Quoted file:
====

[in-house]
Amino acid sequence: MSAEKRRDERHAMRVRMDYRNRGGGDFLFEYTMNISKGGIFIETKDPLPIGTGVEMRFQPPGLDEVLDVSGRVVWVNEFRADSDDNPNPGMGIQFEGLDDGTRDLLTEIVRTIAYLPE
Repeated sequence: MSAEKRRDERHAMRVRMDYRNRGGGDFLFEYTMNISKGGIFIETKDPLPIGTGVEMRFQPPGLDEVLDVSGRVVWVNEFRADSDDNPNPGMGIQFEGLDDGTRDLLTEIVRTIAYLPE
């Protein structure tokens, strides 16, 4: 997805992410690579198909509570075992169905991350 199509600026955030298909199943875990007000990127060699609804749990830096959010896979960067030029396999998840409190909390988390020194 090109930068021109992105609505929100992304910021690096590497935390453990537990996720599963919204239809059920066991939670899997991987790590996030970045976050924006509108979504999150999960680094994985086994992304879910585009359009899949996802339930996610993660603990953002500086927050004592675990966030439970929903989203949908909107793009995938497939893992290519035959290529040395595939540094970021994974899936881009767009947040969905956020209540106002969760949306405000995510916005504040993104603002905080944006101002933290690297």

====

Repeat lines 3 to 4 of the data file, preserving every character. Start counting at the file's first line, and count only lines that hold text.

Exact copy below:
Repeated sequence: MSAEKRRDERHAMRVRMDYRNRGGGDFLFEYTMNISKGGIFIETKDPLPIGTGVEMRFQPPGLDEVLDVSGRVVWVNEFRADSDDNPNPGMGIQFEGLDDGTRDLLTEIVRTIAYLPE
């Protein structure tokens, strides 16, 4: 997805992410690579198909509570075992169905991350 199509600026955030298909199943875990007000990127060699609804749990830096959010896979960067030029396999998840409190909390988390020194 090109930068021109992105609505929100992304910021690096590497935390453990537990996720599963919204239809059920066991939670899997991987790590996030970045976050924006509108979504999150999960680094994985086994992304879910585009359009899949996802339930996610993660603990953002500086927050004592675990966030439970929903989203949908909107793009995938497939893992290519035959290529040395595939540094970021994974899936881009767009947040969905956020209540106002969760949306405000995510916005504040993104603002905080944006101002933290690297």